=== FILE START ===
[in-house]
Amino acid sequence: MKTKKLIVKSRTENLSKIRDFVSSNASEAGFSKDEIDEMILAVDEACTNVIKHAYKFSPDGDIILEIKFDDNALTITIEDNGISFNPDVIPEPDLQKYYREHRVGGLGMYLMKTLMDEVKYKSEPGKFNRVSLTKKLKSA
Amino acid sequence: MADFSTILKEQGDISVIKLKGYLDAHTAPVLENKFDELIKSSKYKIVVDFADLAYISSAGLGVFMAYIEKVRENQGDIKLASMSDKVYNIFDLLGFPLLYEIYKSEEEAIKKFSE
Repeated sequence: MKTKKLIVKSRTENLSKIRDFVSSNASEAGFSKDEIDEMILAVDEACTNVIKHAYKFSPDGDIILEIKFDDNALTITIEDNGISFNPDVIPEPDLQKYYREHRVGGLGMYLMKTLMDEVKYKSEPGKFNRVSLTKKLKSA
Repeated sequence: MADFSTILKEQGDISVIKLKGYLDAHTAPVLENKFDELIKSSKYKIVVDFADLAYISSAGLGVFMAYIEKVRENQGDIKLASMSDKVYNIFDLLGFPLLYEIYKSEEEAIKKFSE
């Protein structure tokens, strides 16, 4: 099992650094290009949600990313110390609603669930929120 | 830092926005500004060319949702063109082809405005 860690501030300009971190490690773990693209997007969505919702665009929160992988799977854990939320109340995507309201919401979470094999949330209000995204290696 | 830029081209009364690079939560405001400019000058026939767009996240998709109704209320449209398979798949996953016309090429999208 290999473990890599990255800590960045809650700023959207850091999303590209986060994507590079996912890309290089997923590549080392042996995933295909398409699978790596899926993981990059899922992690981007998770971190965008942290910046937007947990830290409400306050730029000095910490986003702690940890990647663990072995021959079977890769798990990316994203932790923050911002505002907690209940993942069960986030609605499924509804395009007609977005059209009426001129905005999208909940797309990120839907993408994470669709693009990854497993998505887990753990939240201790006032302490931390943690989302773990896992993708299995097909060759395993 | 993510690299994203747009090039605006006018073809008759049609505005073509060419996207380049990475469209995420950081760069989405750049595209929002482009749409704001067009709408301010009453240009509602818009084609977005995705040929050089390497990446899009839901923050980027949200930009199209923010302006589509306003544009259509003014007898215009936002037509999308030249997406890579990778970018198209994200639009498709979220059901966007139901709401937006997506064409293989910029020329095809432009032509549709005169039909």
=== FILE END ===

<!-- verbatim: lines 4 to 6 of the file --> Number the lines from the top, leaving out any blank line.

Repeated sequence: MKTKKLIVKSRTENLSKIRDFVSSNASEAGFSKDEIDEMILAVDEACTNVIKHAYKFSPDGDIILEIKFDDNALTITIEDNGISFNPDVIPEPDLQKYYREHRVGGLGMYLMKTLMDEVKYKSEPGKFNRVSLTKKLKSA
Repeated sequence: MADFSTILKEQGDISVIKLKGYLDAHTAPVLENKFDELIKSSKYKIVVDFADLAYISSAGLGVFMAYIEKVRENQGDIKLASMSDKVYNIFDLLGFPLLYEIYKSEEEAIKKFSE
């Protein structure tokens, strides 16, 4: 099992650094290009949600990313110390609603669930929120 | 830092926005500004060319949702063109082809405005 860690501030300009971190490690773990693209997007969505919702665009929160992988799977854990939320109340995507309201919401979470094999949330209000995204290696 | 830029081209009364690079939560405001400019000058026939767009996240998709109704209320449209398979798949996953016309090429999208 290999473990890599990255800590960045809650700023959207850091999303590209986060994507590079996912890309290089997923590549080392042996995933295909398409699978790596899926993981990059899922992690981007998770971190965008942290910046937007947990830290409400306050730029000095910490986003702690940890990647663990072995021959079977890769798990990316994203932790923050911002505002907690209940993942069960986030609605499924509804395009007609977005059209009426001129905005999208909940797309990120839907993408994470669709693009990854497993998505887990753990939240201790006032302490931390943690989302773990896992993708299995097909060759395993 | 993510690299994203747009090039605006006018073809008759049609505005073509060419996207380049990475469209995420950081760069989405750049595209929002482009749409704001067009709408301010009453240009509602818009084609977005995705040929050089390497990446899009839901923050980027949200930009199209923010302006589509306003544009259509003014007898215009936002037509999308030249997406890579990778970018198209994200639009498709979220059901966007139901709401937006997506064409293989910029020329095809432009032509549709005169039909």